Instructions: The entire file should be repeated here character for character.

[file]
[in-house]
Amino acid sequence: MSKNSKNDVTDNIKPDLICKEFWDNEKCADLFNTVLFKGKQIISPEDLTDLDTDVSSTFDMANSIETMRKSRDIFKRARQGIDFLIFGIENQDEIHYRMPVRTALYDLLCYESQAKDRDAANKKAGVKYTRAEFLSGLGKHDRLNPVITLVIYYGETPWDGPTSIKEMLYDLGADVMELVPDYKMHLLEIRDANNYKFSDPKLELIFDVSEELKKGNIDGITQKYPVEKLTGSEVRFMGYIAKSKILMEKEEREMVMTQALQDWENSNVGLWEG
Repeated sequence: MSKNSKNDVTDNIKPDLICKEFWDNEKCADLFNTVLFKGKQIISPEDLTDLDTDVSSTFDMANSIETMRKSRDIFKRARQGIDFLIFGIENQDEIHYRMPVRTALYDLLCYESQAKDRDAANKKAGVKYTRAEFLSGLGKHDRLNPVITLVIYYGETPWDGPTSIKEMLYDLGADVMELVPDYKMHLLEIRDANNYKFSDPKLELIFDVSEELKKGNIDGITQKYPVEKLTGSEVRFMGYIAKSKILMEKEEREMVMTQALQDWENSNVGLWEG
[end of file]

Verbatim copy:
[in-house]
Amino acid sequence: MSKNSKNDVTDNIKPDLICKEFWDNEKCADLFNTVLFKGKQIISPEDLTDLDTDVSSTFDMANSIETMRKSRDIFKRARQGIDFLIFGIENQDEIHYRMPVRTALYDLLCYESQAKDRDAANKKAGVKYTRAEFLSGLGKHDRLNPVITLVIYYGETPWDGPTSIKEMLYDLGADVMELVPDYKMHLLEIRDANNYKFSDPKLELIFDVSEELKKGNIDGITQKYPVEKLTGSEVRFMGYIAKSKILMEKEEREMVMTQALQDWENSNVGLWEG
Repeated sequence: MSKNSKNDVTDNIKPDLICKEFWDNEKCADLFNTVLFKGKQIISPEDLTDLDTDVSSTFDMANSIETMRKSRDIFKRARQGIDFLIFGIENQDEIHYRMPVRTALYDLLCYESQAKDRDAANKKAGVKYTRAEFLSGLGKHDRLNPVITLVIYYGETPWDGPTSIKEMLYDLGADVMELVPDYKMHLLEIRDANNYKFSDPKLELIFDVSEELKKGNIDGITQKYPVEKLTGSEVRFMGYIAKSKILMEKEEREMVMTQALQDWENSNVGLWEG